Dakota Commemorative March

Lower Sioux Agency to Fort Snelling
November 7 - 13, 2014

In 1862 bounties were placed on the scalps of Dakota people by Governor Alexander Ramsey which eventually reached $200


On November 7, 2014, as in every second year since 2002, Dakota people from the United States and Canada will begin a 150-mile long Commemorative March through southern Minnesota in honor of their ancestors who were forcibly removed from the Lower Sioux Agency to concentration camps at Mankato and Fort Snelling in November of 1862. For the Dakota this commemoration signifies an opportunity to remember and grieve for the suffering endured by their ancestors as well as to relate a perspective of the event which has rarely been told.

On November 7, 1862, a group of about 1,700 Dakota, primarily women, children and elderly, were force-marched in a four-mile long procession from the Lower Sioux Agency to a concentration camp at Fort Snelling. Two days later, after being tried and convicted, over 300 condemned men who were awaiting news of their execution were placed in wagons while they were shackled and then transported to a concentration camp in Mankato, Minnesota.

Both groups had surrendered to the United States army at the end of the U.S.-Dakota War of 1862, believing they would be treated humanely as prisoners of war. Instead, the men were separated out and tried as war criminals by a five-man military tribunal. As many as forty cases were tried in a single day, some taking as little as five minutes. Upon completion of the trials, 307 men were condemned to death and 16 were given prison sentences. The remaining Dakota people, primarily women, children, and elderly were then forced to endure brutal conditions as they were forcibly marched to Fort Snelling and then imprisoned in Minnesota's first concentration camp through a difficult winter.

As both groups were paraded through Minnesota towns on their way to the camps, white citizens of Minnesota lined the streets to taunt and assault the defenseless Dakota. Poignant and painful oral historical accounts detail the abuses suffered by Dakota people on these journeys. In addition to suffering cold, hunger, and sickness, the Dakota also endured having rotten food, rocks, sticks and even boiling water thrown at them. An unknown number of men, women and children died along the way from beatings and other assaults perpetrated by both soldiery and citizens. Dakota people of today still do not know what became of their bodies.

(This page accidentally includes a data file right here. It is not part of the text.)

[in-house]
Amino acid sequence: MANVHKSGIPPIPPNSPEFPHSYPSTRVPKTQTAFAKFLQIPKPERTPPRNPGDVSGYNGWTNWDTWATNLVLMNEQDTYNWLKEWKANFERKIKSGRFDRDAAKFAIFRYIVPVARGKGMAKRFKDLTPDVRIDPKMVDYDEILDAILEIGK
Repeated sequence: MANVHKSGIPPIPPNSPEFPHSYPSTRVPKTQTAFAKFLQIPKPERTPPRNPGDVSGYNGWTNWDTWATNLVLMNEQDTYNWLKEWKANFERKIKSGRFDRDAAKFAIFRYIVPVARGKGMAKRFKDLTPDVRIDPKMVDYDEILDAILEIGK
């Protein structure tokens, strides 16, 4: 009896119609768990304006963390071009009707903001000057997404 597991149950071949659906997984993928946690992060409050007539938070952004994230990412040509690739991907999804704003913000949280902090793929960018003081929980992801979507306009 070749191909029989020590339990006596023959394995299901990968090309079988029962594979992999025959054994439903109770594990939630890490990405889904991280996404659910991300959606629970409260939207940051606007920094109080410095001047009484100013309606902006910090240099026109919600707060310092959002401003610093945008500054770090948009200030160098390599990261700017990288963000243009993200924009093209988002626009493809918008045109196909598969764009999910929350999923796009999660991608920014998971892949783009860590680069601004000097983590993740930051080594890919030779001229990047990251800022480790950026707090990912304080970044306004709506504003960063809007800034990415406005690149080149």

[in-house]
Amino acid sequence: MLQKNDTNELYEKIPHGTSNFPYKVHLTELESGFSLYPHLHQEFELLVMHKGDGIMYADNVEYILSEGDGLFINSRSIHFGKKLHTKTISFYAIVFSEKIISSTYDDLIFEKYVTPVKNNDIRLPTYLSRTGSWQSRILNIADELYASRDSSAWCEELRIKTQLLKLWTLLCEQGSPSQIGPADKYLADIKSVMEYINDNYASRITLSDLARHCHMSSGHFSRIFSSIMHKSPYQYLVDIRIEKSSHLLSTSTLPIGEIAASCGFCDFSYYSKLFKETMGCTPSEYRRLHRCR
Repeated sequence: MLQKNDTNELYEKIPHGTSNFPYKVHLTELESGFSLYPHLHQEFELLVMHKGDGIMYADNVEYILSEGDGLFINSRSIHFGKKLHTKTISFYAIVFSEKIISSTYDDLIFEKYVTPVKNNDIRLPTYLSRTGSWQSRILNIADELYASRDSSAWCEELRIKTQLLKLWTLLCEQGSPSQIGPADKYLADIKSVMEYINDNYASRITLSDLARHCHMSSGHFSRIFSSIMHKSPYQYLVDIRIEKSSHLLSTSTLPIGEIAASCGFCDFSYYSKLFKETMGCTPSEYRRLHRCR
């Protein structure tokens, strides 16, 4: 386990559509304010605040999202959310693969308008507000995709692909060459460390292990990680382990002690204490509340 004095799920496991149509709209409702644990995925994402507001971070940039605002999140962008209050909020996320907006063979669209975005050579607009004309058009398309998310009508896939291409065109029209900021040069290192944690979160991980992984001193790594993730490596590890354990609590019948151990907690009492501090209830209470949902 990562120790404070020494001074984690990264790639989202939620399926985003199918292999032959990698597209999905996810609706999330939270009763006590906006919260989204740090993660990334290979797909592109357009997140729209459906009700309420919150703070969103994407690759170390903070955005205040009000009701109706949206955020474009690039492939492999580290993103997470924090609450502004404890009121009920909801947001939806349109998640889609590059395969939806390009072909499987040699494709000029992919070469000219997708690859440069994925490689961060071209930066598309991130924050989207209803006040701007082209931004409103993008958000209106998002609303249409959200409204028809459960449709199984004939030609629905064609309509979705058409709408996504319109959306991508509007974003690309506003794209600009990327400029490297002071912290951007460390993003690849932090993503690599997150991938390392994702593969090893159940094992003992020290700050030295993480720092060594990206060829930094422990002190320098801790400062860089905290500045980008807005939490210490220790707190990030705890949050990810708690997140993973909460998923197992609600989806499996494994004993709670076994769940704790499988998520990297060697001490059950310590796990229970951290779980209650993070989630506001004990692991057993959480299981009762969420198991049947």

After 38 of the condemned men were hanged the day after Christmas in 1862 in what remains the largest mass hanging in United States history, the other prisoners continued to suffer in the concentration camps through the winter of 1862-63. In late April of 1863 the remaining condemned men, along with the survivors of the Fort Snelling concentration camp, were forcibly removed from their beloved homeland in May of 1863. They were placed on boats which transported the men from Mankato to Davenport, Iowa where they were imprisoned for an additional three years. Those from Fort Snelling were shipped down the Mississippi River to St. Louis and then up the Missouri River to the Crow Creek Reservation in South Dakota. A memorial to some of those people was dedicated at Crow Creek in 2001.

The memorial at Crow Creek

This ethnic cleansing of Dakota people from Minnesota was one part of the fulfillment of a larger policy of genocide. Governor Alexander Ramsey had declared on September 9, 1862 that "The Sioux Indians of Minnesota must be exterminated or driven forever beyond the borders of the state." The treatment of Dakota people, including the hanging in Mankato and the forced removal of Dakota people from Minnesota, were the first phases of Ramsey's plan. His plan was further implemented when bounties were placed on the scalps of Dakota people which eventually reached $200. Punitive expeditions were then sent out over the next few years to hunt down those Dakota who had not surrendered and to ensure they would not return. These actions cleared the way for white settlement of Minnesota.

While small numbers of Dakota people began trickling back to their homeland by the late 1880s, most Dakota people remain in exile from their ancient homeland. This Commemorative March is a reason for Dakota people to not only honor their ancestors by acknowledging the suffering they endured, it is also a chance to tell the truth about Minnesota's shameful ethnic cleansing of its Indigenous people and an opportunity for Dakota reconciliation in their homeland of Minnesota Makoce (Land Where the Waters Reflect the Skies) 140 years later.

In 2002 Ron Leith who is the carrier of the Eagle staff for the 38 hanged at Mankato helped with our opening ceremonies. He asked Gerald Standing who is from the Wahpeton Reserve in Saskatchewan, to take care of the staff for the march, so Gerald started them out every morning carrying the eagle staff and ended with it every day. Gerald put in a lot of miles on the march, walking every day even when it was very painful. The picture below was taken on the first morning of the march as they were leaving Lower Sioux.

The marchers leaving the Lower Sioux in 2002

Leo Omani, from the Wahpeton Reserve in Prince Albert, Saskatchewan. was with the group for the entire march and it was his little red car that served them as the lead car for us the entire way (he and Gerald Standing took turns driving it). Leo was also the person who conceived of the idea for a commemorative event to honor the group of primarily women and children who made the march in 1862. The picture below is of him taken the morning they left Lower Sioux on the first day.

Leo Omani


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Historic photographs courtesy of the Minnesota Historical Society

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